The book could be used with Years 7-12, but if it’s added to a school library it should be balanced by a range of other resources with differing viewpoints. It could also be used as an exemplar of tendentiousness.
Revkin, A 2013, Jim Hansen Presses the Climate Case for Nuclear Energy, The New York Times, accessed 3 October 2015, <http://dotearth.blogs.nytimes.com/2013/07/23/jim-hansen-presses-the-climate-case-for-nuclear-energy/?_r=1>.
Catherine Duffett, Teacher Librarian, The Hutchins School
My 13 year old son, on seeing this book on the table, asked, “Why have all those people got their heads buried in the sand?” What followed was the sort of discussion a teacher dreams of in a class room. Such is the power of a cover.
The voice of reason, the voice of concern, the voice of the future… or the voice of some redneck greenies? The thing about activists is they always stir the blood – one way or the other. This book is the same. All the emotions and concerns flowed through me as I read it. Each event carried a message. Every action a purpose.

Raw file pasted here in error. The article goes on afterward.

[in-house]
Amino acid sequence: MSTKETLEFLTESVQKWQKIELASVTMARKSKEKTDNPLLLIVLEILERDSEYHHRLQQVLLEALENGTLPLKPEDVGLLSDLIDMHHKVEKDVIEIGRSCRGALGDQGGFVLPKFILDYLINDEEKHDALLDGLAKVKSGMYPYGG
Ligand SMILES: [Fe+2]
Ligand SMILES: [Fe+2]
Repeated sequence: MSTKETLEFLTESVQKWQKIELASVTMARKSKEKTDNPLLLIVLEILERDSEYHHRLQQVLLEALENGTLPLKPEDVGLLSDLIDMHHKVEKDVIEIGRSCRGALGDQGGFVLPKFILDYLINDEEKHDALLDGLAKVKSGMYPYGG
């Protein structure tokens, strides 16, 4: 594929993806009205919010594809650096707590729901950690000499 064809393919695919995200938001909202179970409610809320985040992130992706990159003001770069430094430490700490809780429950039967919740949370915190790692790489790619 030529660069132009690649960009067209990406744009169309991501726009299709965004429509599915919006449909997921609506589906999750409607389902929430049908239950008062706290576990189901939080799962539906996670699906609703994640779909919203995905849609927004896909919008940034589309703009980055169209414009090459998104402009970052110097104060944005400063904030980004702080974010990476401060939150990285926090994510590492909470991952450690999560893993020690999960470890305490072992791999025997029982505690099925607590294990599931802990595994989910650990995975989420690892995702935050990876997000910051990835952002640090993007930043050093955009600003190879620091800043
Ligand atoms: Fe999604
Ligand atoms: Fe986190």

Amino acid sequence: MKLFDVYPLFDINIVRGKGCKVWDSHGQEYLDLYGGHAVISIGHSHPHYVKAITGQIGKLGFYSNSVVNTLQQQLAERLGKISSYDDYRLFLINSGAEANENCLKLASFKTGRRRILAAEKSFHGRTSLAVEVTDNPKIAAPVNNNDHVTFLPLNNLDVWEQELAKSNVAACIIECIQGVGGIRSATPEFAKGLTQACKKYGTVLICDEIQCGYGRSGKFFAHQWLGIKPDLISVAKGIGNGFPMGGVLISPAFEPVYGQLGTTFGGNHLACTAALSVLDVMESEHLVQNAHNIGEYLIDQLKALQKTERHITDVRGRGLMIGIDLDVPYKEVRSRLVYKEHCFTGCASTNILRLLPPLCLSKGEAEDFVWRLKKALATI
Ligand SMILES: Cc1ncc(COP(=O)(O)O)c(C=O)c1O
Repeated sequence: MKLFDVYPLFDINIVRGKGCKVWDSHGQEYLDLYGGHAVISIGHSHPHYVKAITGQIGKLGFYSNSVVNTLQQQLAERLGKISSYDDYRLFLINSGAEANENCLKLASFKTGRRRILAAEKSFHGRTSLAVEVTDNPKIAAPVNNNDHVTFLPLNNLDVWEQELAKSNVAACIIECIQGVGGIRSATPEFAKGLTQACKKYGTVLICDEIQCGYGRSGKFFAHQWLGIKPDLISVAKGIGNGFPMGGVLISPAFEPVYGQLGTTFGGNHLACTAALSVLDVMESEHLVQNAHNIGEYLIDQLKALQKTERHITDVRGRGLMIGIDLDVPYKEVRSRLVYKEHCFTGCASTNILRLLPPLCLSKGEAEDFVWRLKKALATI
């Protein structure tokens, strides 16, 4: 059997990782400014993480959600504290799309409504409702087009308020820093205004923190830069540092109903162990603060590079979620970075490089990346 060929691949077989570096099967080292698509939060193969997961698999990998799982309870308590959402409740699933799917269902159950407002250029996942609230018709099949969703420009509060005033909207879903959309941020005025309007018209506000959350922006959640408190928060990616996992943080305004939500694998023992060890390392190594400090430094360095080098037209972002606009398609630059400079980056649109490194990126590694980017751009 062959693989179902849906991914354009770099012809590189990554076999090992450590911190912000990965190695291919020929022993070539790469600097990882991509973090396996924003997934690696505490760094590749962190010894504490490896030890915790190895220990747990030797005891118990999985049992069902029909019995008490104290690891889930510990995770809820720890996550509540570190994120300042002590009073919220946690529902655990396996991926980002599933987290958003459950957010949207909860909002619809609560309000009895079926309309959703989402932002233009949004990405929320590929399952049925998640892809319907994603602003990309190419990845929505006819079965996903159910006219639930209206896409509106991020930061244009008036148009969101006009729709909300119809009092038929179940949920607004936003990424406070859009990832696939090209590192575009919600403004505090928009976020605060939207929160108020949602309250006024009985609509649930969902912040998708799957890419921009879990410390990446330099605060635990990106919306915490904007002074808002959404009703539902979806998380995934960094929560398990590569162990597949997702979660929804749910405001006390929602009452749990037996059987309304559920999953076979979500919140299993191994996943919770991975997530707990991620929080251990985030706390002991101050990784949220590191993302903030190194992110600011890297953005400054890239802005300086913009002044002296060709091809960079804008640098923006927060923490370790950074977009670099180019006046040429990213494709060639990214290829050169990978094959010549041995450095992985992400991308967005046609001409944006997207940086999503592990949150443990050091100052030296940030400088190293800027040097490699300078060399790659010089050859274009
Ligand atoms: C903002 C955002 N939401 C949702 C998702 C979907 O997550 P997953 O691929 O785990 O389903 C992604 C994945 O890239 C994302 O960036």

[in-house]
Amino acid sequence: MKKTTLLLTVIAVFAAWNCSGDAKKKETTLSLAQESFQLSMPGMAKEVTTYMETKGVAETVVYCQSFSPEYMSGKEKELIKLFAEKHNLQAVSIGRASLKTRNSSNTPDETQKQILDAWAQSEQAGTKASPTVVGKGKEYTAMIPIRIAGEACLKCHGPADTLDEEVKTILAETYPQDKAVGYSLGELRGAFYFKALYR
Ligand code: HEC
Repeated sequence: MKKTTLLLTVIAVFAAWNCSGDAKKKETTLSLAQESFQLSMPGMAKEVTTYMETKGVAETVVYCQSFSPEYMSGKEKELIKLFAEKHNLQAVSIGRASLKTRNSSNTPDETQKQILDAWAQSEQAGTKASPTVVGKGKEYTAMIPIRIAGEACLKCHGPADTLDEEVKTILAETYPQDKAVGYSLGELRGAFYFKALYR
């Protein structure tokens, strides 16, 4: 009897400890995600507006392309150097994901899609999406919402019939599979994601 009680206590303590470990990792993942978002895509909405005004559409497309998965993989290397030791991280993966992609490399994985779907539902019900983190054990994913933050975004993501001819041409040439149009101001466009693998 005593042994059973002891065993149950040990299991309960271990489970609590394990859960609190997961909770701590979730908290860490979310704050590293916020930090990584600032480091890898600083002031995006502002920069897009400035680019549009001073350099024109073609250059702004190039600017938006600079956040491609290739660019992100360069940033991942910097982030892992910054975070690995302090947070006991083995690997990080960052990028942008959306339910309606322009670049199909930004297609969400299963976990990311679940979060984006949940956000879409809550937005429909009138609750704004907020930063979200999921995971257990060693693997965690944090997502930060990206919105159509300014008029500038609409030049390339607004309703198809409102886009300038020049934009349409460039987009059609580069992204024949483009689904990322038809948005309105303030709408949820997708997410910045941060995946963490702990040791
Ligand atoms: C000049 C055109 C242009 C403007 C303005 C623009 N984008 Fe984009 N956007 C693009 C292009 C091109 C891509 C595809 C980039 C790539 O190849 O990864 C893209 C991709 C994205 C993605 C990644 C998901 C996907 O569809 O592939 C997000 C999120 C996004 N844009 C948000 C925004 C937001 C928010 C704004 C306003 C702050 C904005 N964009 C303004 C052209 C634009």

An engaging book, Guarding Eden is a collection of twelve bite sized texts which recount protest actions highlighting the need for awareness of climate change. These perspectives are written by various, ordinary people.* In the class room it provides a set of similar texts on a single theme. Ideal for a paired/trio investigation and sharing, a single set of investigations caters for all with the opportunity to re-visit with a different purpose: structure of a recount or narrative; use of evidence to build stories or arguments; the shape of a protest; and so on. A useful discussion starter or spring-board to research.
Michael Cruickshank, Hellyer College, TAS
*Please note: These perspectives are explored through the voices of various, ordinary people.